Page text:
522 F.2d 1091 (9th Cir. 1975), 73-3037, Slack v. Havens
|Citation:||522 F.2d 1091|
|Party Name:||Dec. P 10,343 Isabell SLACK and Kathleen Hale et al., Plaintiffs-Appellees, v. Glenn C. HAVENS, Individually, and doing business as Havens Industries, et al., Defendants-Appellants.|
|Case Date:||July 28, 1975|
|Court:||United States Courts of Appeals, Court of Appeals for the Ninth Circuit|
Laurence L. Pillsbury (argued), San Diego, Cal., for defendants-appellants.
Willard S. Anthony (argued), San Diego, Cal., for plaintiffs-appellees.
Gerald Letwin, Dept. of Justice (argued), Washington, D. C., for amicus curiae.
Before TUTTLE, [*] HUFSTEDLER and WALLACE, Circuit Judges.
HUFSTEDLER, Circuit Judge:
Four black women brought an action against their former employers under Title VII of the Civil Rights Act of 1964, charging discriminatory discharge and seeking damages. They prevailed below, and the employers Glenn C. Havens ("Havens") and Havens International ("International") appeal. Havens and International contend that: (1) Havens was not an "employer" within the meaning of the Act because the period of the employment of these women and the number of his employees did not bring him within the purview of the Act; (2) their request for a jury trial was improperly denied; (3) International was not jointly liable because it was not a party to the antecedent EEOC proceeding, was not in existence when the discriminatory acts occurred, and had been dissolved before the complaint was filed; and (4) the evidence was insufficient to support the findings upon which the award was based.
Appellees Slack, Matthews, Hampton and Hale were employed in the bonding and coating department of Havens. On January 31, 1968, Matthews, Hampton and Slack were working with a white co-worker, Murphy. Their immediate supervisor, Pohasky, at that time informed them that they would be expected to undertake a general heavy cleaning of their department on the following morning. They protested. The next day, Pohasky excused Ms. Murphy to another assignment and called Hale back from another department where she had been on loan in order to have her join the cleaning. Appellees again protested that they had not been hired to do janitorial work, and inquired as to why Ms. Murphy had been excused. Pohasky insisted that they perform the work, remarking that "Colored people should stay in their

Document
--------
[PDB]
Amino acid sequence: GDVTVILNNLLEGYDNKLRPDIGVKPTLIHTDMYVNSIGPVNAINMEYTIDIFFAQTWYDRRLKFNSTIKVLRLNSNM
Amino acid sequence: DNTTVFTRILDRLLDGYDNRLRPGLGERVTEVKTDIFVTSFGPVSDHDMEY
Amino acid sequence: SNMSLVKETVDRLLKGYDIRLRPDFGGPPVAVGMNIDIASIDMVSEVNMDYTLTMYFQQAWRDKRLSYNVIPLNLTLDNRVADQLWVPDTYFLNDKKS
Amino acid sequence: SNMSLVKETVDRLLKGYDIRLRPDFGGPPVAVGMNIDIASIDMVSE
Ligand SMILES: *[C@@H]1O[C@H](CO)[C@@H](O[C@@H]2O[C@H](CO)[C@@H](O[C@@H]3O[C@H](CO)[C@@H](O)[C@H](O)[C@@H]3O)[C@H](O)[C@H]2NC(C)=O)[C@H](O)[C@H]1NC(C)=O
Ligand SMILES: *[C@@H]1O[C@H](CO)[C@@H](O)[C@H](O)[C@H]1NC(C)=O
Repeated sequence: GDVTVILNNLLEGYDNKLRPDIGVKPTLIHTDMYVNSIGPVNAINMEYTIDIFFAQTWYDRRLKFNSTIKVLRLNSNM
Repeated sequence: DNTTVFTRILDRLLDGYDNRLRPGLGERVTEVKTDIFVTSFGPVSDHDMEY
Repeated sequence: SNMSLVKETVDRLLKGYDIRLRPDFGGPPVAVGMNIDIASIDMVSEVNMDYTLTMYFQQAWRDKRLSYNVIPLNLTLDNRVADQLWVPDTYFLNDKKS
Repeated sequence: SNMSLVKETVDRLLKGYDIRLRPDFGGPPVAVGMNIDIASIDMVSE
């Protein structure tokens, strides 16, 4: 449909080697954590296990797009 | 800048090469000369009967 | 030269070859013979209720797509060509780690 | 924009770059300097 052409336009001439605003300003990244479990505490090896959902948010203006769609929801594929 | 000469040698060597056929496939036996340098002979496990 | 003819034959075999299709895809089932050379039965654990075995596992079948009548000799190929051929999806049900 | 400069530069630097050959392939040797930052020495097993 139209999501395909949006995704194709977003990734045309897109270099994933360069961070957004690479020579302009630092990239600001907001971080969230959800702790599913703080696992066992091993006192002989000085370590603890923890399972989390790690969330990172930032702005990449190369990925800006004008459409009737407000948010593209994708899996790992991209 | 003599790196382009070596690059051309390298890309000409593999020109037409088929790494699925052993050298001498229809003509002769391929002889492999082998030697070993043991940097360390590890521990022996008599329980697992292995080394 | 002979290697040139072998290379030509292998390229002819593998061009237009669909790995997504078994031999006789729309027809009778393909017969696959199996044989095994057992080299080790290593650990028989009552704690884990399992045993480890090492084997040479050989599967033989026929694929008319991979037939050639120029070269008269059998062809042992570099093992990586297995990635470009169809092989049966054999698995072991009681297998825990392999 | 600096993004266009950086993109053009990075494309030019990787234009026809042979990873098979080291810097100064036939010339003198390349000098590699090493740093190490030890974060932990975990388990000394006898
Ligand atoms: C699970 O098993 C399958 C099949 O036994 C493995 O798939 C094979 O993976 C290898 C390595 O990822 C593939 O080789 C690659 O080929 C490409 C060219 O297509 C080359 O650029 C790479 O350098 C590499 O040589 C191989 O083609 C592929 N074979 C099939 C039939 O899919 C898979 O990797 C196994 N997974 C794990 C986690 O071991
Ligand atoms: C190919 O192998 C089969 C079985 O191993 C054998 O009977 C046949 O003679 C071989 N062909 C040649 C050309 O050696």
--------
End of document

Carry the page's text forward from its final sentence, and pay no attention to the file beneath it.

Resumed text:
places," and "Colored people are hired to clean because they clean better," or words to that effect. When appellees persisted in refusing to do the work, they were given their final paychecks. After pursuing state remedies, they filed charges with the Equal Employment Opportunity Commission (EEOC) and, upon receiving right to sue letters, brought this action seeking an injunction, back pay, and exemplary damages. The court denied injunctive relief because the only named defendant currently carrying on the business was Calgon Corporation, against whom the action had been dismissed with prejudice. Punitive damages were denied because they are not authorized by statute. The court awarded Matthews and Hampton six weeks pay because they had thereafter refused to consider reemployment until all four women were reinstated; no issue is raised on appeal concerning the propriety of the limited award to them. Slack and Hale were awarded damages for back pay from February 1, 1968 to January 17, 1972, reduced by the amounts they could have earned by reasonable diligence elsewhere, pursuant to 42 U.S.C. § 2000e-5(g).
Havens first argues that he is not an "employer" within the meaning of the Civil Rights Act 1 and that, consequently, the district court should have dismissed the action for lack of subject matter jurisdiction. According to his interpretation, the statute requires the existence of a "critical mass" of 50 employees for a total of 20 weeks during the prior calendar year and only those months of the current year preceding the incident at issue. Such a reading, he contends, is required to give employers notice of their potential liability under Title VII before a discriminatory incident occurs, and to prevent after-the-fact divestiture of jurisdiction by an employer's reduction of the size of his work force to fall outside the statutory limit. 2 These arguments are unpersuasive. Employers have had notice of the requirements of the Civil Rights Act since the time of its passage. Whether they could attempt to circumvent its provisions by manipulating the number of persons they employ is irrelevant to the problem of statutory construction facing us. The language of the statute is plain: Congress clearly spoke in terms of "calendar years." Although it would have been easy to incorporate appellants' "critical mass" idea by measuring the relevant number of employees over the 24 months preceding the incident, the statute gives no evidence of such an intent. We can therefore only conclude that Congress meant what it said and that Havens is indeed an "employer" within the terms of the statute. (See, e. g., Culpepper v. Reynolds Metals Co. (5th Cir. 1970) 421 F.2d 888, 891.)
Appellants next argue that they were improperly denied a jury trial. They contend that awards of back pay in Title VII suits are in essence legal "damages" and should not be permitted absent the protections guaranteed by the Seventh Amendment. This claim is unsupported by either case law or the language of the statute. It is well established that a jury trial is required only if a statute creates legal rights and remedies enforceable in the ordinary courts of law (Curtis v. Loether...
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